diagram below summarizes how duration changes with coupon rate and
yield.
Macaulay
Duration
The formula usually used to calculate a bond’s basic duration is the
Macaulay duration, which was created by Frederick Macaulay in 1938 but
not commonly used until the 1970s.
Macaulay duration is calculated by adding the results of multiplying the present
value of each cash flow by the time it is received, and dividing by the total price
of the security. The formula for Macaulay duration is as follows:

n = number of cash flows


t = time to maturity
C = cash flow
i = yield to maturity
M = maturity par value

Let’s go through an example:


If you hold a five-year bond with a par value of $1,000 and a coupon rate of 5%.
For simplicity, assume that the bond is paid annually and that interest rates are
3% (yield).
n = number of cash flows
t = time to maturity
C = cash flow
i = yield to maturity
M = maturity par value

Fortunately if you are seeking the Macaulay duration of a zero-coupon bond, the
duration would be equal to the bond’s maturity, so there is no calculation
required.
Therefore…the lower the coupon rate, the
higher the duration of the bond.
Coupon Bonds: duration is shorter than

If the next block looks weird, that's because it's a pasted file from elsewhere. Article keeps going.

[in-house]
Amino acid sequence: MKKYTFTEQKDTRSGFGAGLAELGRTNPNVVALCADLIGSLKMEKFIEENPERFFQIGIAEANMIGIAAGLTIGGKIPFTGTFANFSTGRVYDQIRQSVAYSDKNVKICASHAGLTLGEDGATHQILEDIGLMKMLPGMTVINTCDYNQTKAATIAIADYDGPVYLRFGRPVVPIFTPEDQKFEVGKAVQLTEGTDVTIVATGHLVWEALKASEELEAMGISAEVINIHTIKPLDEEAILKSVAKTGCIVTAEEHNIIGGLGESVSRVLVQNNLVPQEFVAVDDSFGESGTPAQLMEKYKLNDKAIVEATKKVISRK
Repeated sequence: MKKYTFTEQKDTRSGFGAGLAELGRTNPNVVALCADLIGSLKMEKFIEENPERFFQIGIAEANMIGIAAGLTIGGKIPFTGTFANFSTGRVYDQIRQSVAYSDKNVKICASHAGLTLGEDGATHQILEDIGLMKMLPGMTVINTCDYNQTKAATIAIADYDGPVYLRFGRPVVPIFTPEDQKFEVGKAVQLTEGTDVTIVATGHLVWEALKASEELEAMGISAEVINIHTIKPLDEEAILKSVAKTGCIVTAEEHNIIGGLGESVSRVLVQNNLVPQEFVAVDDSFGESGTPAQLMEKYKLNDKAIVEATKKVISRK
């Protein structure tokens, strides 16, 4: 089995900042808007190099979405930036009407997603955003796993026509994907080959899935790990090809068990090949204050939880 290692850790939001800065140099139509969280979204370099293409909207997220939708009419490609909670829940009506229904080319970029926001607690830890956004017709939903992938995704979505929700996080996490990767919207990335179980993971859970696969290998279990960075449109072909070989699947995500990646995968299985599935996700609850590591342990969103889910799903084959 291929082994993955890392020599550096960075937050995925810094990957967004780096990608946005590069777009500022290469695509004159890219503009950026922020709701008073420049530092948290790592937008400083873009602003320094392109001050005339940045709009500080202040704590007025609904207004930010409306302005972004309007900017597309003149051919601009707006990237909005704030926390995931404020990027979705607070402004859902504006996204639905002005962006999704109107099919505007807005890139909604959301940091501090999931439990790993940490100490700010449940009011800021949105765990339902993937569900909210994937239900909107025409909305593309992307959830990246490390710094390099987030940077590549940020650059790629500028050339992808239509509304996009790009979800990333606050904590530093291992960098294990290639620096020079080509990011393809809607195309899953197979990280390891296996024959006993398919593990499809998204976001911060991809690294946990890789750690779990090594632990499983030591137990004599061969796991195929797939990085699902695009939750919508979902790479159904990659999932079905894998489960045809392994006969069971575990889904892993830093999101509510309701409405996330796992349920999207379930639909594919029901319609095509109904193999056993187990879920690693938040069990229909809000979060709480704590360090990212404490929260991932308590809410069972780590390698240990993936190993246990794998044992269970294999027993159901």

maturity
 Discount bonds (yield is greater than
coupon): duration increases at a decreasing
rate up to a point, after which it declines

 Par value bonds: duration increases with


maturity.

 Premium bonds (yield is less than coupon):


duration increases throughout but at a lesser
rate than with a par value bond.
 Duration depends on yield-to-maturity.

 The higher the yield the shorter the


duration, other things being equal.
 In Treasury bonds, the only source of
risk stems from interest rate
changes.
 Duration is a measure of this source
of risk.

 Duration allows bonds of different


maturities and coupon rates to be
directly compared.
@DURATION(settlement;maturity;coupon;yield;[frequency];[
basis]) calculates the annual duration for a security that
pays periodic interest.

Example
A security has a July 1, 1993, settlement date and a
December 1, 1998, maturity date. The semiannual coupon
rate is 5.50% and the annual yield is 5.61%. The bond has a
30/360 day-count basis.
To determine the security's annual duration:
@DURATION(@DATE(93;7;1);@DATE(98;12;1);0.055;0.0561;
2;0) = 4.734591
DURATION(settlement,maturity,coupon
yld,frequency,basis)

Example
A bond has the following terms:
January 1, 1998, settlement date
January 1, 2006, maturity date
8 percent coupon
9.0 percent yield
Frequency is semiannual
Actual/actual basis
The duration (in the 1900 date system) is:
DURATION("1/1/1998","1/1/2006",0.08,0.09,2,1)
equals 5.993775
http://www.investopedia.com/calculator/MDuration.aspx
Email Fedinvestor@bpd.treas.gov if you would
like to receive either or both of the reports.

Include which report (Market Valuation and/or


Duration) you would like to receive, the
Account Fund Symbol(s), and a date for which
you want the information.

Questions?